Sunday, April 12, 2009

Lunching @ Izakaya Sakura - A Few More Dishes And Appetizers

What is most attractive for me about Izakaya Sakura is that it is open for lunch and serves many of my favorite Teishoku (定食) set lunches. (Previous posts of lunches I had at Sakura can be read here, here, here, here and here.)

I feel Japanese lunch meals are typically thought of as Soba or Udon noodles, Tempura, Sushi and the likes. While these certainly are staple dishes (except for some Sushi that are probably considered more a luxury item) my icons of Japanese Teishoku lunches are ones that main something deep-fried or stir-fried. A hot, made to order, filling and satisfying money's worth that also happens to conveniently come nutritionally balanced with protein, veggies and carbs. Typically served on a rectangular tray (with radiused corners), the Teishoku is the friend of the working class and hero to starving students.

Having said all this I can't seem to find my Pork and Chicken Cutlet photos anywhere.. I wanted to start with one of the Katsu's because I consider it the poster child of at least the Western influenced Yoshoku dishes.

So I instead randomly start with the Nagasaki Sara Udon ($10). I recently found out that the owners of Sakura are from Nagasaki which explains the addition early this year that may or may not be on a trial basis. While I was fairly familiar with the dish a detailed refresher of the Sara Udon on Wiki was helpful as always.



I have to first say that the portion pictured above is conservative compared to the more recent plates I've seen come out of the kitchen. You will not leave hungry.
Anyway, so despite the "Udon" naming, the dish does not relate to the thick chewy white noodles we all know.



A toromi thickened stir-fry of Cabbage, Bean Sprouts, Carrots, with similarly generous amounts of Pork, Shrimp, Squid and Kamaboko are smothered over some fried noodles..



The noodles were the thin and crispy kind and were decent but what made the dish for me was the hearty soup/stock (chicken and pork?) that the toromi topping was made with. It wasn't too long until I asked for a renge spoon but I think it is now served with.

And though I will be even further straying away from my point in the introduction.. since we're on the topic of Nagasaki I thought it be good to show the Nagasaki Chanpon ($9).



A Chinese influenced soup noodle dish with a stir-fry topping not too far from the Sara Udon's perhaps but not thickened and with the addition of Snow Peas, Flat-leaf Chives, some Corn, and not shown but a few Oysters.



The hearty chicken and pork stock based soup again makes this dish imo and the Chanpon's usual fine ground pepper topping really complemented the bowl. Unfortunately I'm not a big fan of oysters with a simmered texture (I like it either raw off the shell or deep fried) so I'll probably ask for it replaced with one of the other meats next time.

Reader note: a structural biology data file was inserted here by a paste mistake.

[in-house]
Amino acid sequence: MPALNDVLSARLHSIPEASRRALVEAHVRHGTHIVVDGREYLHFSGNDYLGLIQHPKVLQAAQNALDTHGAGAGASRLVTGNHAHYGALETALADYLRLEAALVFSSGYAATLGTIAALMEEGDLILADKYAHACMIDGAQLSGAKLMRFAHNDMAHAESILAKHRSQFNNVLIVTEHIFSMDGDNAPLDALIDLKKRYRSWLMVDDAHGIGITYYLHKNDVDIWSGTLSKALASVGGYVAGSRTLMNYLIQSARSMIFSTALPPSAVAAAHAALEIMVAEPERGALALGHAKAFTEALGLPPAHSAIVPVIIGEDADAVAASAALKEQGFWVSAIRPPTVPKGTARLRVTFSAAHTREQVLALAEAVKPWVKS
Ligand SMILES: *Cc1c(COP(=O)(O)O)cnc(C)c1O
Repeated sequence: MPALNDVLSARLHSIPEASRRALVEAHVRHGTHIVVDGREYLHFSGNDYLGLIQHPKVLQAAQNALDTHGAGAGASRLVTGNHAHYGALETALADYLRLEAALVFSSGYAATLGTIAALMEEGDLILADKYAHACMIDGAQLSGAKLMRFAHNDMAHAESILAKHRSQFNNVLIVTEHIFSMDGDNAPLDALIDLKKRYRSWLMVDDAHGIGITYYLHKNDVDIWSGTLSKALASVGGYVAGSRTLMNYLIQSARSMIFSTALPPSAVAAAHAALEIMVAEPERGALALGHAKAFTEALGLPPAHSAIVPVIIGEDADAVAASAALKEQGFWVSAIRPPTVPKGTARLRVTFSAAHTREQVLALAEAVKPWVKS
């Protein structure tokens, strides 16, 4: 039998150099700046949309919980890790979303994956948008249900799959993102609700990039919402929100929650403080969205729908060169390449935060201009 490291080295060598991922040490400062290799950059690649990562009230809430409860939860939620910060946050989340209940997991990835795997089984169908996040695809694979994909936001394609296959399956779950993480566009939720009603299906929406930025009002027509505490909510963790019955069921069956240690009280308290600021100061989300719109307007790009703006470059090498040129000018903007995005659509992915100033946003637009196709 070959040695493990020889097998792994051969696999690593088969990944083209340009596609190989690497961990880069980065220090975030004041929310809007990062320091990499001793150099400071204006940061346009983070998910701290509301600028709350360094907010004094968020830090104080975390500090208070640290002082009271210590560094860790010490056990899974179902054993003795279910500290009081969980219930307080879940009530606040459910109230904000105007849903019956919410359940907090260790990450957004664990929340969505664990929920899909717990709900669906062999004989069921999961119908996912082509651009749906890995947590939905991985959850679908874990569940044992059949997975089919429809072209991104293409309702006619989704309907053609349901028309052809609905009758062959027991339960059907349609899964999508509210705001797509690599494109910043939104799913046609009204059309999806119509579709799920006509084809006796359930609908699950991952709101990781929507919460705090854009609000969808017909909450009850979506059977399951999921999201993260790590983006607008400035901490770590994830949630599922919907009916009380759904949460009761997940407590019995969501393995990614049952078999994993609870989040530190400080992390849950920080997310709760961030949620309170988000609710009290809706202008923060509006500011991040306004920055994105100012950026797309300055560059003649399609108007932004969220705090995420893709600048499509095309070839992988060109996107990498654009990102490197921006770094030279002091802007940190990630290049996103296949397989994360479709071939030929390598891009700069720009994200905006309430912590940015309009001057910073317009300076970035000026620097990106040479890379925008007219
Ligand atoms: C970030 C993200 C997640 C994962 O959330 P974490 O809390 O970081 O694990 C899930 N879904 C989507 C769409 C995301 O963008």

One thing that caught my attention was that I swore the noodles used where of spaghetti pasta. It was done a nice firm al dente and I honestly didn't realize the fact until later. I had this quite a while ago when it was still a seasonal Winter dish and am not sure if it is served the same way. The Nagasaki Chanpon is now a permanent menu item.

A few appetizers today for Ronnie who inquired about them on the "Liver Nira" post.

The Rollu Kyabtesu (Stuffed Cabbage, $4)



Considering its portion a bit higher priced side but always simmered well with great flavors of bacon in the consomme type clear broth. Photo below right is one I had more recently.



I enjoy the broth so much that consequently I didn't pay much attention to the stuffed filling. It seemed more a ground pork base with minimal fillers. The Stuffed Cabbage used to be offered as a Teishoku set but now is only available as an appetizer.

The Sanma Nitsuke (simmered Saury, $3.50).



Often seen in the limited quantity Sakura bentos and recently even in the side lines of the Chirashi bowl, the Sanma Nitsuke is a thoroughly simmered light sweet soy sauce flavor where the meat is tender and bones edible soft.



I would only warn to watch out for the inner Wata because it is very bitter. Many Japanese Sanma fans prefer some of this bitter flavor (of the guts) and consider it part of the Sanma's attraction. If this sounds enticing it can be experienced in all its glory in the more simple Sanma no Shio Yaki (Salt Broiled Saury) which I'll save for another time to not over-Sanma-fy this post.
The very smoky flavor of the Sanma as well as its bitter Wata would make me rank this fish at an intermediate level for the dining curious (as opposed to the Yellowtail or Mackerel). Still when in the mood I really enjoy a nice Sanma, grilled or simmered, and the Wata is easy enough to avoid.

Next the Guratan Korokke (Gratin Croquette, $4.50). Finally something deep fried! :)